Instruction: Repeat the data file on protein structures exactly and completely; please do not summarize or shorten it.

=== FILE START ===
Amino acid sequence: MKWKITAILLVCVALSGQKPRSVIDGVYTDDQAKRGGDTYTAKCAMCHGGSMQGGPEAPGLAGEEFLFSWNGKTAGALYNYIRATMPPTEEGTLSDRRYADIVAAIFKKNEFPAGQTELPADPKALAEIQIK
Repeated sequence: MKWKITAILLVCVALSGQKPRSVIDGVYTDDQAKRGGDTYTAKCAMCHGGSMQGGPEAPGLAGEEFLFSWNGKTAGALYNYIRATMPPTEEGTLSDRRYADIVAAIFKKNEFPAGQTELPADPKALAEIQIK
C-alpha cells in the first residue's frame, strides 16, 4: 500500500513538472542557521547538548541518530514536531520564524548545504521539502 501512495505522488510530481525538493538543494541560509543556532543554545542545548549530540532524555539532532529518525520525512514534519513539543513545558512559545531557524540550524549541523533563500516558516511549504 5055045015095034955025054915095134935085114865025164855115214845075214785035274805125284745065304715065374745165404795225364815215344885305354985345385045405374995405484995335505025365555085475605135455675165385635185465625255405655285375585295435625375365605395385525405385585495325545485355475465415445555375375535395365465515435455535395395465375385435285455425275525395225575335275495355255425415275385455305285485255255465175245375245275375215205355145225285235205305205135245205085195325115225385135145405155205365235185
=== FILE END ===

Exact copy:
Amino acid sequence: MKWKITAILLVCVALSGQKPRSVIDGVYTDDQAKRGGDTYTAKCAMCHGGSMQGGPEAPGLAGEEFLFSWNGKTAGALYNYIRATMPPTEEGTLSDRRYADIVAAIFKKNEFPAGQTELPADPKALAEIQIK
Repeated sequence: MKWKITAILLVCVALSGQKPRSVIDGVYTDDQAKRGGDTYTAKCAMCHGGSMQGGPEAPGLAGEEFLFSWNGKTAGALYNYIRATMPPTEEGTLSDRRYADIVAAIFKKNEFPAGQTELPADPKALAEIQIK
C-alpha cells in the first residue's frame, strides 16, 4: 500500500513538472542557521547538548541518530514536531520564524548545504521539502 501512495505522488510530481525538493538543494541560509543556532543554545542545548549530540532524555539532532529518525520525512514534519513539543513545558512559545531557524540550524549541523533563500516558516511549504 5055045015095034955025054915095134935085114865025164855115214845075214785035274805125284745065304715065374745165404795225364815215344885305354985345385045405374995405484995335505025365555085475605135455675165385635185465625255405655285375585295435625375365605395385525405385585495325545485355475465415445555375375535395365465515435455535395395465375385435285455425275525395225575335275495355255425415275385455305285485255255465175245375245275375215205355145225285235205305205135245205085195325115225385135145405155205365235185